In the garden there were signs of activity everywhere: major pruning work was going on and someone was busy in the greenhouse. The entrance hut was being rebuilt so we found a new use being made of the pleached limes (a place to hang the glue gun) and we even had a rare glimpse inside the house because it was the garden's temporary reception area. The tenancy is available at the moment, so if you fancy living in a posh country house, now's your chance.

It was well worth the visit and we saw a few other stalwarts braving the weather on our way round, so I hope this year's experiment becomes a permanent feature. The cold drizzle meant our dethawing coffee and cake afterwards was thoroughly deserved: we even matched the turquoise decor of our table and crockery :)

Wednesday, 3 March 2010

ABC of Weather: Gulf Stream

We gardeners here in the UK should thank our lucky stars for the wonder that is the Gulf Stream. Without it our average annual temperatures would be lowered substantially and we'd be 'enjoying' the same kind of climate as that found in Labrador. It also means we have one of the widest choices of plants in the world for our garden palette: from dainty alpines through to lush tropical foliage. It's one of the things that helps to shape us as a nation of gardeners.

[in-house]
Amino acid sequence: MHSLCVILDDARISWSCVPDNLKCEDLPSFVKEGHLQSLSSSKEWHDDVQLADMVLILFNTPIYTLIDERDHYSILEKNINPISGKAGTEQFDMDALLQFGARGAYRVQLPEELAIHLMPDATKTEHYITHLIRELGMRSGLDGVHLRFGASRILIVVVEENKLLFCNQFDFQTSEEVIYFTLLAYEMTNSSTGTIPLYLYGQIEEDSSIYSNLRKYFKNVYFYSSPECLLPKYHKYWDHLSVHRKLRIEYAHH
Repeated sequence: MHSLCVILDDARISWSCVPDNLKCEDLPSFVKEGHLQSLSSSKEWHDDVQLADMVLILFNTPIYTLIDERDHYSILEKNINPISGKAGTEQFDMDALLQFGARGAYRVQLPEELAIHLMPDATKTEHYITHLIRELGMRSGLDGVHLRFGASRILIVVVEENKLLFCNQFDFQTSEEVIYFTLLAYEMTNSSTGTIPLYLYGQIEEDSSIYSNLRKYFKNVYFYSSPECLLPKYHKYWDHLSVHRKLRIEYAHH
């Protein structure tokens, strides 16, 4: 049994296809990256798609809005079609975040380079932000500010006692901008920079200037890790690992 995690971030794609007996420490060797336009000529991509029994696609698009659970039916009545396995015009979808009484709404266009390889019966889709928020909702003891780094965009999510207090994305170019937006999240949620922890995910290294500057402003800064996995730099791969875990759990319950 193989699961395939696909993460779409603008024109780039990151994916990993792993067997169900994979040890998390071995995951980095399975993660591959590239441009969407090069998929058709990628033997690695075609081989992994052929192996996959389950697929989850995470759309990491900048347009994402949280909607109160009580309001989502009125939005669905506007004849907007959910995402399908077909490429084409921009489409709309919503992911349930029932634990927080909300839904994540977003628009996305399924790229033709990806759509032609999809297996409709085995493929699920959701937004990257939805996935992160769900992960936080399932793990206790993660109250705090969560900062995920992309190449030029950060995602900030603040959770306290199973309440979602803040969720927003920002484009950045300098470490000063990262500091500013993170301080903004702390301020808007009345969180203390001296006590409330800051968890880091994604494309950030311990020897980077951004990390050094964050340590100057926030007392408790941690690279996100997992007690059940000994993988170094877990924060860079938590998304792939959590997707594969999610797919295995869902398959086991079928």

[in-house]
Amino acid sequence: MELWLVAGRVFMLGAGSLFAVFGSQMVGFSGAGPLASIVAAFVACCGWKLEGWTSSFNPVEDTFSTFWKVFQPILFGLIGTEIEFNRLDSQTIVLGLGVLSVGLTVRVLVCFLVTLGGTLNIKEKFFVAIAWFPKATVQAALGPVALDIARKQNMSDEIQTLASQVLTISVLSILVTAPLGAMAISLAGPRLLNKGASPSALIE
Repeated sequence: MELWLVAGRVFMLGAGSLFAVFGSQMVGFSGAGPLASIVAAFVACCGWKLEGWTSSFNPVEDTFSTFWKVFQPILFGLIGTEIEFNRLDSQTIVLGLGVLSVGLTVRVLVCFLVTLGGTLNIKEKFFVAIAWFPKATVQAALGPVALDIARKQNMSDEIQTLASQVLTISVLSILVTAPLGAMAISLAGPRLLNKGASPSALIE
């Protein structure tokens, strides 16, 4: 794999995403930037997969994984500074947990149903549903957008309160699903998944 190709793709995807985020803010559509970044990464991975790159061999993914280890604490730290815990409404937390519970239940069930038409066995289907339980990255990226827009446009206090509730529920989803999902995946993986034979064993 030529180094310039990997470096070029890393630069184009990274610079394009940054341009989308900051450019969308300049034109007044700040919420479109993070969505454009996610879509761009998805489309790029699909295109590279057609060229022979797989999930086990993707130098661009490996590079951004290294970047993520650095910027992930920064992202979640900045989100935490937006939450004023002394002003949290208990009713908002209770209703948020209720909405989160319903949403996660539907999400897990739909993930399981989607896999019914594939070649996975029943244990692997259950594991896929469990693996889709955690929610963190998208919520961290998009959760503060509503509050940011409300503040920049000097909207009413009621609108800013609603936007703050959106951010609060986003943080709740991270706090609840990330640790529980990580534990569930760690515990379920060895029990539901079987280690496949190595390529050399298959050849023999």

What is the Gulf Stream? It's a northerly flowing ocean current which brings warm water to us from the Gulf of Mexico. It's part of the 'conveyor belt' of water flowing between that area and the Arctic. In the latter region, water cools, sinks because it's heavier and starts to flow southwards to replace its warmer, lighter counterpart flowing northwards.

And what has this to do with the miserable looking olive tree in my garden? We all know how bad the last winter has been and my poor unprotected olive tree is suffering as a result. One of the reasons for this could be because scientists have found the Gulf Stream to be 30% weaker than it was half a century ago. This may have been sufficient to allow the colder, north continental European air to dominate for longer periods over the UK than usual and in turn block the warmer, wetter Atlantic weather systems we know and love coming in from the south-west.